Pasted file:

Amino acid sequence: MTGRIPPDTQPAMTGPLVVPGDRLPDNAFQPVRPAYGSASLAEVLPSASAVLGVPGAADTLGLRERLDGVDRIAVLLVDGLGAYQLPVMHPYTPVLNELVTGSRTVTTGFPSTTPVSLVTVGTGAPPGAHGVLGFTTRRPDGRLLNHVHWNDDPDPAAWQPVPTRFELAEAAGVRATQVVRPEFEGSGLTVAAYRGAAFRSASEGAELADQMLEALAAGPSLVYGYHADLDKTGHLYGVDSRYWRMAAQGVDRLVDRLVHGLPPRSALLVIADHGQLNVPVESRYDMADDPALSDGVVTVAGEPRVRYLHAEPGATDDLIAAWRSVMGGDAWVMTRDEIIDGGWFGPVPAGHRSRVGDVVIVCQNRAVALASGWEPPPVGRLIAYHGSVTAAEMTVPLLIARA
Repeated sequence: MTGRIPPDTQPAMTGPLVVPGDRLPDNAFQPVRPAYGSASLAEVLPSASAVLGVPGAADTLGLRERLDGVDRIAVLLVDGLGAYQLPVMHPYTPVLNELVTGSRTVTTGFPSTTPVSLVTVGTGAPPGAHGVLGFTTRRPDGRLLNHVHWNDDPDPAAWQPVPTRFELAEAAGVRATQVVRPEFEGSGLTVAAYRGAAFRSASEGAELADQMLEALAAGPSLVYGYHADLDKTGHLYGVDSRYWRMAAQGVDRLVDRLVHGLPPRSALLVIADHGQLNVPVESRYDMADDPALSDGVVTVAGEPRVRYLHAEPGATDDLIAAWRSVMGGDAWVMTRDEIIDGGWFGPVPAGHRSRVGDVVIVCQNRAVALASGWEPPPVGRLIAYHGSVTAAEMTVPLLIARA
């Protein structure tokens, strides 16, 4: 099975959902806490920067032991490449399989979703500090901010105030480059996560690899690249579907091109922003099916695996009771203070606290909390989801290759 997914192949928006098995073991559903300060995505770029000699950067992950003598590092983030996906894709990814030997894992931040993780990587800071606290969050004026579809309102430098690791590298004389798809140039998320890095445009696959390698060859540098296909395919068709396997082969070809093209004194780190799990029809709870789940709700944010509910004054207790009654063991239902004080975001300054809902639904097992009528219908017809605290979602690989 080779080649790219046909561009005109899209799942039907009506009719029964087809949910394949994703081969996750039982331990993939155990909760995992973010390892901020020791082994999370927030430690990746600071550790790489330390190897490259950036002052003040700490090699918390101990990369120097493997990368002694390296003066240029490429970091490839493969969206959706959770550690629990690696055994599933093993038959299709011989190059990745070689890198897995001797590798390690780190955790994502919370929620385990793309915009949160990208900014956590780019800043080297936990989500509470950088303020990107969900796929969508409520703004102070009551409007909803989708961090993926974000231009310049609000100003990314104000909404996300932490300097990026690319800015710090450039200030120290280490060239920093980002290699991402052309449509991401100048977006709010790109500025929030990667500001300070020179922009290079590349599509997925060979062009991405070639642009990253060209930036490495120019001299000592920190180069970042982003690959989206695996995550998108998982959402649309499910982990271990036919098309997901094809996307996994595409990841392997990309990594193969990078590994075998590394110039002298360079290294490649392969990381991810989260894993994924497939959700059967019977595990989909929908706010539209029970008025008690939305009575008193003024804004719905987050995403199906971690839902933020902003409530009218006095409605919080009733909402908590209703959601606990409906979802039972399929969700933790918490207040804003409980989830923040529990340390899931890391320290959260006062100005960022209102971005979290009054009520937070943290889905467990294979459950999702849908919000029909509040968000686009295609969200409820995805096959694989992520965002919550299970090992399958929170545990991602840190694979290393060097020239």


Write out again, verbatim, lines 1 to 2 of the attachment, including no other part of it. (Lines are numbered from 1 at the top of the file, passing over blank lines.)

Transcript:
Amino acid sequence: MTGRIPPDTQPAMTGPLVVPGDRLPDNAFQPVRPAYGSASLAEVLPSASAVLGVPGAADTLGLRERLDGVDRIAVLLVDGLGAYQLPVMHPYTPVLNELVTGSRTVTTGFPSTTPVSLVTVGTGAPPGAHGVLGFTTRRPDGRLLNHVHWNDDPDPAAWQPVPTRFELAEAAGVRATQVVRPEFEGSGLTVAAYRGAAFRSASEGAELADQMLEALAAGPSLVYGYHADLDKTGHLYGVDSRYWRMAAQGVDRLVDRLVHGLPPRSALLVIADHGQLNVPVESRYDMADDPALSDGVVTVAGEPRVRYLHAEPGATDDLIAAWRSVMGGDAWVMTRDEIIDGGWFGPVPAGHRSRVGDVVIVCQNRAVALASGWEPPPVGRLIAYHGSVTAAEMTVPLLIARA
Repeated sequence: MTGRIPPDTQPAMTGPLVVPGDRLPDNAFQPVRPAYGSASLAEVLPSASAVLGVPGAADTLGLRERLDGVDRIAVLLVDGLGAYQLPVMHPYTPVLNELVTGSRTVTTGFPSTTPVSLVTVGTGAPPGAHGVLGFTTRRPDGRLLNHVHWNDDPDPAAWQPVPTRFELAEAAGVRATQVVRPEFEGSGLTVAAYRGAAFRSASEGAELADQMLEALAAGPSLVYGYHADLDKTGHLYGVDSRYWRMAAQGVDRLVDRLVHGLPPRSALLVIADHGQLNVPVESRYDMADDPALSDGVVTVAGEPRVRYLHAEPGATDDLIAAWRSVMGGDAWVMTRDEIIDGGWFGPVPAGHRSRVGDVVIVCQNRAVALASGWEPPPVGRLIAYHGSVTAAEMTVPLLIARA